Apr. 21st, 2016

cyphomandra: (balcony)
Three weeks' or so:



Finished:

Jane Duncan, My Friend Madame Zora and My Friend Rose. Back to Scotland and England, predominantly, and I do prefer these. Madame Zora is a fortune teller and a fiercely independent and unpleasant woman with too many cats and no desire to spend any of her money, and the plot has paintings and amnesiacs and wins on the football pools, but it's a pleasure just watching all the pieces slot carefully into place and still manage to reveal things that weren't expected. Rose goes back a bit in time - Rose is the second wife of an employer Janet had before WWII, and the stepmother of Dee, an unhappy child Janet ends up looking after; this is more of a character study and less of a revelation, but again it's all very well managed. Next up is Cousin Emmie, which I actually started with but which will probably feel quite different with all of these behind me. However, I have a bunch of work deadlines and so haven't put any more requests in yet.

H is for Hawk, Helen Macdonald. Finished this a while back. Excellent writing and the hawk bits and her grief are so well intertwined. I am less sure about the TH White bits, less because they're included than because she spends a lot of time giving the true narrative of what was happening (his goshawk's behaviour etc) and I am less convinced there is one true explanation behind them. It did not make me want to have my own hawk.

Shooting the Moon, Frances O'Roark Dowell. Vietnam war, US experience; the teenage son of an Army Colonel heads off to Vietnam instead of medical school. His 12 year old sister Jamie (the narrator) is thrilled and doesn't understand why their father tried to talk him out of it. Then, rolls of undeveloped film start arriving. Jamie learns how to develop them and things change.

I picked this up because I do get irked by the number of historical war books (for children/YA) that assume everyone thinks war is a bad thing. This problematises it a little but not as much as I wanted (the Colonel thinks this particular war is a bad one, not all wars) and the gimmick of the film never really worked for me. What did work was Jamie playing crib in a summer-long tournament with one of the GIs on the base, a man whose brother has been killed in Vietnam and who is waiting to hear of his own orders.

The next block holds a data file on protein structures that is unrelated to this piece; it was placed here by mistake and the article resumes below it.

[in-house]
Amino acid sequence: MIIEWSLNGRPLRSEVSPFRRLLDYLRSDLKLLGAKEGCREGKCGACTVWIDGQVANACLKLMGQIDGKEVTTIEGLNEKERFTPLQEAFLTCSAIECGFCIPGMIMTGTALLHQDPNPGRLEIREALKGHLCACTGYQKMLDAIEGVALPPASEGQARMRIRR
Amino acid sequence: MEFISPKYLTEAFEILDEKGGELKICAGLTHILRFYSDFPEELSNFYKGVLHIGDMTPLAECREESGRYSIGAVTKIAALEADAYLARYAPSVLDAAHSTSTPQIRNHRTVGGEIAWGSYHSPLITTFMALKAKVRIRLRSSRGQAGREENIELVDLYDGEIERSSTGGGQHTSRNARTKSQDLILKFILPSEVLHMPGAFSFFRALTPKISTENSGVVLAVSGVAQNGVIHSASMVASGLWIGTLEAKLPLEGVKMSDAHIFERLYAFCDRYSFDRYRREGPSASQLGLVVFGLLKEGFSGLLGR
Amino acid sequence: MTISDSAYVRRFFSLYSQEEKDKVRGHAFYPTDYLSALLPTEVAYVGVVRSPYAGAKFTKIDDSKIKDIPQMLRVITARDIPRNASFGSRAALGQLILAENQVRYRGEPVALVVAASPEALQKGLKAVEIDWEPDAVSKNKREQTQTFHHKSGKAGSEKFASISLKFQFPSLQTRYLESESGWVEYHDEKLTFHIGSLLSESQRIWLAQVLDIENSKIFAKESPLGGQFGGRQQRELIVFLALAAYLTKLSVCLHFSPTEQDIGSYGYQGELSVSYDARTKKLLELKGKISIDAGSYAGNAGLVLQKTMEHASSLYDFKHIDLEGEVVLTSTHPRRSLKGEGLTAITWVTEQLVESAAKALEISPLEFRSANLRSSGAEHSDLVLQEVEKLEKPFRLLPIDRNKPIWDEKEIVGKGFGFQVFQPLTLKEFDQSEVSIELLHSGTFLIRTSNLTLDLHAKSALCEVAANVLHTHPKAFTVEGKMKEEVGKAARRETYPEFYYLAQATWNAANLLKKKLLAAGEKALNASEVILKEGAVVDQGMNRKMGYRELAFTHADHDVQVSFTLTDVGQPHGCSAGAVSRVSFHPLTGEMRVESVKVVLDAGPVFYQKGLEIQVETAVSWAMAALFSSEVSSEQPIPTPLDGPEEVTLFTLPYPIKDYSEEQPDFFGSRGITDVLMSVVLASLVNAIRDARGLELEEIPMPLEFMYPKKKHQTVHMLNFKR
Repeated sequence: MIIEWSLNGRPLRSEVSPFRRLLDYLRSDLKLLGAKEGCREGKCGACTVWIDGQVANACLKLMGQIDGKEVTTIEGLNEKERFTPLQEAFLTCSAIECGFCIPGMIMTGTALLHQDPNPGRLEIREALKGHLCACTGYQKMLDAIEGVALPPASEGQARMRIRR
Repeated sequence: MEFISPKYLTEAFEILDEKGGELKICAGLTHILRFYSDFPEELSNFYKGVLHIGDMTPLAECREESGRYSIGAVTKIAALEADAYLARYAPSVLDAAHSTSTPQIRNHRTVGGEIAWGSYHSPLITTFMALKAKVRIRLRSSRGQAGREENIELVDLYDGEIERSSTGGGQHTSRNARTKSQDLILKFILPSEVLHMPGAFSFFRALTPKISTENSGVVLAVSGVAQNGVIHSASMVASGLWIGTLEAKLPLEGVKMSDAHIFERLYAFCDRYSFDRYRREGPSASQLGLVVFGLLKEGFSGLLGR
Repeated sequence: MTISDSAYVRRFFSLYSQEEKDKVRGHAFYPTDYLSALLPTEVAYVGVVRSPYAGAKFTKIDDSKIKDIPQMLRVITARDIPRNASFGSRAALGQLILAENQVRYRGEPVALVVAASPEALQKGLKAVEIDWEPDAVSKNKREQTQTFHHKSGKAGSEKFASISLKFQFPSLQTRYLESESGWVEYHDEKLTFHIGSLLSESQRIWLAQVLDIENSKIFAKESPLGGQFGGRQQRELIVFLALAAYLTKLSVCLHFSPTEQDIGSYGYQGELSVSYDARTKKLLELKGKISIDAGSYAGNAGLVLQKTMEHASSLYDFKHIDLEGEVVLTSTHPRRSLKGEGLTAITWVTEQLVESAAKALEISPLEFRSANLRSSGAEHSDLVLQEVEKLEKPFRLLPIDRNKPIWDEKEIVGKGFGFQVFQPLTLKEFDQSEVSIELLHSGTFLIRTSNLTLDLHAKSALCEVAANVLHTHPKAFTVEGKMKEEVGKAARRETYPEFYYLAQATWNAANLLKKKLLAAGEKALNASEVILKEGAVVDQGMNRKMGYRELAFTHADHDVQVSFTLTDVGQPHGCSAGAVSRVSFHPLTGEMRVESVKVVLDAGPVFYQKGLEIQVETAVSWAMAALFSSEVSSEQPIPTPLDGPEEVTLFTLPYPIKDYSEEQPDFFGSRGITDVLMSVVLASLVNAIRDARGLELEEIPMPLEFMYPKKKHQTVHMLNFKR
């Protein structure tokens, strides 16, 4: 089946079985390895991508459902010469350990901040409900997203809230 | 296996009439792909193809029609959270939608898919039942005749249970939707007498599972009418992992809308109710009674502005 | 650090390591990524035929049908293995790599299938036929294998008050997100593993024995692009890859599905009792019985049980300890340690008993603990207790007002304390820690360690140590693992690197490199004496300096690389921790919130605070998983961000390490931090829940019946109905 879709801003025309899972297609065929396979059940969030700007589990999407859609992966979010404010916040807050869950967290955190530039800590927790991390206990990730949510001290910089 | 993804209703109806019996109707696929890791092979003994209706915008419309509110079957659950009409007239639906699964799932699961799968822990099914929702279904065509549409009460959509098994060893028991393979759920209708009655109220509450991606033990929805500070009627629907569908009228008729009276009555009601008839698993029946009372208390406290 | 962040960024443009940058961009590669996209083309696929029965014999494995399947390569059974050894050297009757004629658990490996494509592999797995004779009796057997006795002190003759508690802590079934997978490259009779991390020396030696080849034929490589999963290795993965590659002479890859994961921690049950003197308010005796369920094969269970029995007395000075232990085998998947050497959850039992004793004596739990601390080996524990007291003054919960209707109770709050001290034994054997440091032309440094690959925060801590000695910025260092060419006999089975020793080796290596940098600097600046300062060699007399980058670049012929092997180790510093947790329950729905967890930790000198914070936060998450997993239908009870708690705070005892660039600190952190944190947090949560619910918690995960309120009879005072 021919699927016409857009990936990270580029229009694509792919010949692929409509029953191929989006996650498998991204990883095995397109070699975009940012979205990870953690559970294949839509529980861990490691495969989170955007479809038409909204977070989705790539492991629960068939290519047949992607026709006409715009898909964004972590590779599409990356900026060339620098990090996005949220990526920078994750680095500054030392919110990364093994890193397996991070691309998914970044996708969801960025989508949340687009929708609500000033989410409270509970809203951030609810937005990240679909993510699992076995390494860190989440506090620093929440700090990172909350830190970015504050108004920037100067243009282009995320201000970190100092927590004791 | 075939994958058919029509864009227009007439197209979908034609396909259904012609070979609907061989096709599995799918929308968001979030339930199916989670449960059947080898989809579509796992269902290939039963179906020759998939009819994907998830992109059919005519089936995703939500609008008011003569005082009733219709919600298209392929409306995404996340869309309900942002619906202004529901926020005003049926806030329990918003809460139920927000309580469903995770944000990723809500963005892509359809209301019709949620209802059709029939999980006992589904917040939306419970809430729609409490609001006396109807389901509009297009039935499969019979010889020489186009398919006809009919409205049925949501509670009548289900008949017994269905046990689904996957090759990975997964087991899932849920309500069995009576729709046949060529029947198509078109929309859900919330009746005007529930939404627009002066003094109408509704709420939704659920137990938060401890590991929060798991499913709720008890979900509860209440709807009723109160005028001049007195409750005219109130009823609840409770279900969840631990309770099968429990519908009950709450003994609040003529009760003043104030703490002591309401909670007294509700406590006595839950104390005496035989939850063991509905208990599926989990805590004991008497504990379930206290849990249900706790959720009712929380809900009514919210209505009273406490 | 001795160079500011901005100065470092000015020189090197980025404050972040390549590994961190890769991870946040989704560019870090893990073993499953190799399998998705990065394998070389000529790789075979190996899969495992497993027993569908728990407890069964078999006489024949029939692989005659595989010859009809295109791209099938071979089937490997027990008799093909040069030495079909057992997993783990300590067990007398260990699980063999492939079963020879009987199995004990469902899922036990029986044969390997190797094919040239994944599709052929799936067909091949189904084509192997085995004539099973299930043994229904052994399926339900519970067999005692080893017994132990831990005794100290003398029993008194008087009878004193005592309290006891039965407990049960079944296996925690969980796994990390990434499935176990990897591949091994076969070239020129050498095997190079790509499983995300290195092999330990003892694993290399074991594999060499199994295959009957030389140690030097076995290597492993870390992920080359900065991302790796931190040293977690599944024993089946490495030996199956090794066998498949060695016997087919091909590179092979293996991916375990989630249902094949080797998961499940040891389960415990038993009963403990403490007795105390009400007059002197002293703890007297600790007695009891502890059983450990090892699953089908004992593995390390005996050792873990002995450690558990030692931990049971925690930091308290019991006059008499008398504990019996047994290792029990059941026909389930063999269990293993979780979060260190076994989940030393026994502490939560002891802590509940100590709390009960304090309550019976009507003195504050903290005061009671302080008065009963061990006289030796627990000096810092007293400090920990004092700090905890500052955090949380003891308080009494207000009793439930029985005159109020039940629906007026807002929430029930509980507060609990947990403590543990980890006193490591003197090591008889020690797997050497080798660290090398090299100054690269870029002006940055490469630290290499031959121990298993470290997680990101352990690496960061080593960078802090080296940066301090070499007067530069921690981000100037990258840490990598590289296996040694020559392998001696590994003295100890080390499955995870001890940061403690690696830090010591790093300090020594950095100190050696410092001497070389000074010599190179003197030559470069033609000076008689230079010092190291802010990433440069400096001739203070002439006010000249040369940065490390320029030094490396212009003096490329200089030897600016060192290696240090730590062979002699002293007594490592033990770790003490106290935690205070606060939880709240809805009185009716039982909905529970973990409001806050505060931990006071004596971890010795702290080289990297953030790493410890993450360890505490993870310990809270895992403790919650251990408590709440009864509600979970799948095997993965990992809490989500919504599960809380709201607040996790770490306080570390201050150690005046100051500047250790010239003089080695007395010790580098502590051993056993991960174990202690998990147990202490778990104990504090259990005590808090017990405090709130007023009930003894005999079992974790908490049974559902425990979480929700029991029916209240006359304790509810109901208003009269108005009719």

A Game for All the Family, Sophie Hannah. Picked this up because the name looked familiar - I actually vaguely thought Guardian columnist - but apparently it's because I read her authorised Poirot (Agatha Christie) sequel, although I don't think it's on here. I wasn't wild about it - initial set-up interesting, development unconvincing, and unfortunately that's what happens here as well, along with a totally unbelievable ending.

Justine leaves her glittering TV career in London under a suitably vague cloud and Does Nothing on a large country mansion. However, her daughter starts writing a macabre story about murders, anonymous phone calls accuse Justine of being someone she isn't, and every attempt to investigate things uncovers more problems. For a while this worked and then Hannah has to reveal what's actually going on, and the more of this there was the more unbelievable it was, both as the overall plot and as individual events (Ellen, Justine's daughter, has to write down a story she has apparently been told once over the course of some weeks and gets every detail right; however, it is impossible for her to summarise it or answer any questions about the details).

To spoil it all - Justine's departure from London is due to a twitter spat over cis privilege by an actor she wanted to cast in a drama (the spat I believe in. The ending of her career over it I don't). The woman calling her is a compulsive liar who is annoyed about having her pet dog taken away from her as a child after her sister became allergic to it. It ends with Justine bashing her stalker's brains out at the house of a dog-breeder who has somehow been pulled into all of this and there being no repercussions for the murder. I ended up feeling somewhat insulted as a reader.

[ETA: Huh. Googling has just revealed Sophie Hannah did this rather good column about the "rediscovery" of women writing crime fiction, which I read a while back. I do recommend this column and a number of the books she mentions there.]

Hyperbole and a Half, Allie Brosch. Have read many of these in blog form but still great.

Abandoned:

I had Angela Thirkell's Pomefret Towers out and ended up returning it a couple of chapters in; it was perfectly fine but I didn't have the time and wasn't quite in the mood. I've only read her Wild Strawberries but will probably pick some more up again at some stage.

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